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I've visited Switzerland since early childhood and am quite familiar with Berner Oberland and Wallis. If hiking is your objective then I recommend you visit this site
http://www.wandersite.ch/default.htm.. It is in German but with a babelfish translation it would serve you well.
Thanks, it seems to be a good resource for hiking in the region!

 :cool:  :cool:  :cool:

francois
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Francois
Lisa Nikodym
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« Reply #3 on: March 16, 2004, 04:01:17 PM »
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I'm thinking about going to Switzerland for hiking (and some incidental photography) later this year.  It looks like the weather is best in September or so, but I'm wondering whether it would be prettier in June or July when might be greener and damper (with better waterfalls).  Any comments from those who have been there?  If it matters, a little occasional light rain never stops me (I have good rain gear and a watertight camera bag).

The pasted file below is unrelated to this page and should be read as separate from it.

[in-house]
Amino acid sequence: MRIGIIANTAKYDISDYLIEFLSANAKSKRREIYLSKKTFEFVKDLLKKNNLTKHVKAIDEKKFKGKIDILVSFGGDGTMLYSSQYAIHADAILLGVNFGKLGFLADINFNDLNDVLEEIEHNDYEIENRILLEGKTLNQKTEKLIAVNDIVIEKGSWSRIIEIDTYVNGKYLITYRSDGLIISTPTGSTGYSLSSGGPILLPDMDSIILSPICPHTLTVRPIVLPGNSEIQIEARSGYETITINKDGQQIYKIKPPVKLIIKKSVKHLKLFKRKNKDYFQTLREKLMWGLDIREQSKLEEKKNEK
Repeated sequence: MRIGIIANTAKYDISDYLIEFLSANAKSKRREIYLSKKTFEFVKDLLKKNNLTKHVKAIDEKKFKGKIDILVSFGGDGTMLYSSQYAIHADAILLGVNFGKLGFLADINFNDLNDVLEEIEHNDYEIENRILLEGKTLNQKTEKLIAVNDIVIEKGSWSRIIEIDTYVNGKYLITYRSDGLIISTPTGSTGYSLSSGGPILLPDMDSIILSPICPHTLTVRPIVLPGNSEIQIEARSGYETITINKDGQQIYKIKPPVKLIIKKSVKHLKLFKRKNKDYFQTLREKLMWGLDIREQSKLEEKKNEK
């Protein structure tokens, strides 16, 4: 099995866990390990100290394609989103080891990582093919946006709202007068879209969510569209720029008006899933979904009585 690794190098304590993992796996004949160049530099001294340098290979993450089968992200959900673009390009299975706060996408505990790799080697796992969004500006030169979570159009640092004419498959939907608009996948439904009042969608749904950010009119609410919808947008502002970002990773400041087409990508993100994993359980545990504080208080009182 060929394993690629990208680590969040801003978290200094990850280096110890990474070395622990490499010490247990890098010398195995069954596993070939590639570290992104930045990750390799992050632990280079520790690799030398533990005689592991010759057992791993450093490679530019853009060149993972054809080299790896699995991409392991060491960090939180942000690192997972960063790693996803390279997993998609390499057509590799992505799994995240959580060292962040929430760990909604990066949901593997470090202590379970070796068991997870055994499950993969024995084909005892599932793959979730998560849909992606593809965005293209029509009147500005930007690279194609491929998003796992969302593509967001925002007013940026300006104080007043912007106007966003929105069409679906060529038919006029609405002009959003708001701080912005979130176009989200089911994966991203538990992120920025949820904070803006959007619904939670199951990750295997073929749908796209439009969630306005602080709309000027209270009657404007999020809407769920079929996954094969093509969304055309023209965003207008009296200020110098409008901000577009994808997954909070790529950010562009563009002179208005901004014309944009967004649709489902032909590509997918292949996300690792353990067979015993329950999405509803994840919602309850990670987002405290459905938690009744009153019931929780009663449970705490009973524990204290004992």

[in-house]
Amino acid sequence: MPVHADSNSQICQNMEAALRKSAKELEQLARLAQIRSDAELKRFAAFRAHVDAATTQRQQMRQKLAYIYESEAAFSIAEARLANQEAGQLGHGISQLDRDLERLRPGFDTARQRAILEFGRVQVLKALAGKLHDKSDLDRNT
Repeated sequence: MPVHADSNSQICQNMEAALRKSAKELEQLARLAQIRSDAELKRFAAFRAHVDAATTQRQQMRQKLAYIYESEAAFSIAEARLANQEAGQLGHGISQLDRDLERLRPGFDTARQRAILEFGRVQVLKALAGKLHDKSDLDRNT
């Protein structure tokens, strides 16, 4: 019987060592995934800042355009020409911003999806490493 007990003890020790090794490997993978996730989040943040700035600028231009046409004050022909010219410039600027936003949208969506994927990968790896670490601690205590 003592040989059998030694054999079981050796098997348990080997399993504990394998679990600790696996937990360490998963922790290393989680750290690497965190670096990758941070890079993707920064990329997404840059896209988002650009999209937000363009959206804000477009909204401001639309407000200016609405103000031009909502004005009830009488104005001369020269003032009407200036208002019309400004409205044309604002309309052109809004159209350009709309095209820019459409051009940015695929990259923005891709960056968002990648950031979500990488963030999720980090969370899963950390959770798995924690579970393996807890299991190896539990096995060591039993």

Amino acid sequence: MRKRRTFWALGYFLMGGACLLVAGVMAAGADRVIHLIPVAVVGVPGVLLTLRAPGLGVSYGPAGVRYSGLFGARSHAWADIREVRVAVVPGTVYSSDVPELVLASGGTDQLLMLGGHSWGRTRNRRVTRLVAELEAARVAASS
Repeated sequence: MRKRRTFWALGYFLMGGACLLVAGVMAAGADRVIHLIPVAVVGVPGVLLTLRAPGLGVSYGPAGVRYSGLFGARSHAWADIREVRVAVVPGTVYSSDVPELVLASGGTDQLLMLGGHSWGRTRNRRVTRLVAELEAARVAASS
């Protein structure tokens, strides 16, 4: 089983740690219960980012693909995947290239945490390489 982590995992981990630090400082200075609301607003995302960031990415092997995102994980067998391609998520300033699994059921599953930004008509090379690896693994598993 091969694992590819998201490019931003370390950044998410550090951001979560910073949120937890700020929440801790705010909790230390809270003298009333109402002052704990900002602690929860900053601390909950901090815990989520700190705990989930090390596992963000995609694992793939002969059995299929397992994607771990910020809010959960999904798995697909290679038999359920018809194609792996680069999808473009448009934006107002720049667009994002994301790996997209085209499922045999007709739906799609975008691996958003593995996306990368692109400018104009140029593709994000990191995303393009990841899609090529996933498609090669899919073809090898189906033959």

Thanks
Lisa
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francois
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« Reply #4 on: March 17, 2004, 02:39:43 AM »
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Lisa,
As David mentioned if you plan to head for the mountains then June is a bit early. Not only you risk to find snow but most hotels/lifts/shops may still be closed until mid June. July is fine as well as August. My preference would late August.